Full, Open, and Timely Access to Data

A Policy Statement of the American Meteorological Society

(Adopted by the AMS Council on 15 April 2019)

Introduction and Background

Full, open, and timely access to environmental data benefits science and society and is critical to the American Meteorological Society (AMS) community, including academic, government, nonprofit, and commercial interests. All of these groups benefit from the exchange of data related to the Earth system. For example, modern society relies on accurate weather forecasts for protection of life and property and as a basis for routine decisions. Indeed, prompt and accurate forecasts are not possible without the exchange of data among the 191 World Meteorological Organization (WMO) Member States and Member Territories under the World Weather Watch Program, per policies stated in WMO Resolution 40 and Resolution 25 [1]. Beyond weather forecasting, the research, education, and business communities increasingly need access to global environmental data. The global and complex nature of environmental problems requires that research be conducted collaboratively by distributed teams of investigators, which often necessitates sharing data, knowledge, and other resources. In addition, technical and policy ecosystems related to environmental data are changing rapidly, requiring the AMS stakeholder groups to reassess their approaches to data collection and sharing.


The purpose of this statement is to reaffirm AMS’s commitment to a policy of full, open, and timely access to data that are critical to the advancement of atmospheric and related sciences, the provision of products and services for the benefit of society, and the promotion of commerce and private-sector activities. Adopting such policies could accelerate scientific discoveries, broaden and enhance participation in scientific enterprise, promote entrepreneurship, and benefit society.


AMS encourages its stakeholder communities to provide full, open, and timely access to environmental data and derived data products, as well as all associated information necessary to fully understand and properly use the data (metadata). In this context, full means that all data and metadata should be available, open means that it should be available to anyone who requests it, and timely means that it should be available as soon as possible, particularly in the case of data critical to human health and safety. These data are at the foundation of efforts to ensure public safety and national security, as well as efficient management and use of weather- and climate-sensitive sectors and systems such as water resources, transportation, and agriculture. Environmental data are used to protect critical infrastructure and support scientific publications, and they are essential for routine and high-impact weather forecasting and warning and climate monitoring. “Data,” in this statement, refers to entities or outputs used as evidence of phenomena for the purposes of research or scholarship. The spectrum of data is diverse and includes in situ and remotely sensed observations, environmental predictions generated by numerical models, and data products derived from integrations of observational and model-generated sources.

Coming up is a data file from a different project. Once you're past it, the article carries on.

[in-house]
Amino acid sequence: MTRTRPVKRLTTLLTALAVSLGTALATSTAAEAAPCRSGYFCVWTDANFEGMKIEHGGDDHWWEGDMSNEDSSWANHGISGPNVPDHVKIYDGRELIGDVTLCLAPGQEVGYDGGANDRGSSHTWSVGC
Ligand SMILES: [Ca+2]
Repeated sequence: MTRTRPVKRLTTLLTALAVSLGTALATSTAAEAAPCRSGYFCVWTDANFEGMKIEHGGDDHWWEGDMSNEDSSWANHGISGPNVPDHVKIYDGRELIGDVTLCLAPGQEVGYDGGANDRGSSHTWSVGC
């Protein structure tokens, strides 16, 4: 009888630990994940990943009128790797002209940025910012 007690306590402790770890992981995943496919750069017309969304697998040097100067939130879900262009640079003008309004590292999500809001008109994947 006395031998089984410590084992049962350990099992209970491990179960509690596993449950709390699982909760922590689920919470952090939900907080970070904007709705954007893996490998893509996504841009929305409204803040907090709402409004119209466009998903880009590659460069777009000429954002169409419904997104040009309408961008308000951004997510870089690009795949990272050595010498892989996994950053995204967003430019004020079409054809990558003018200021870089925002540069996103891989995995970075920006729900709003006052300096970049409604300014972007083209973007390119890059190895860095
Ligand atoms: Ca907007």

For all data types, the provision of metadata and the use of widely accepted data and metadata format standards are critical. Data and metadata formats that have open and machine-readable specifications allow people to access and use data via a variety of services and software packages. Open formats encourage the sharing of data and their associated analysis tools. Maintaining the relationships between data, the software used to analyze them, and any publications or documents that result from the use of data and software is critical to establishing the transparency and trustworthiness of scientific work. These relationships are typically maintained through documentation of provenance, that is, the steps that were taken to transform, analyze, and visualize data.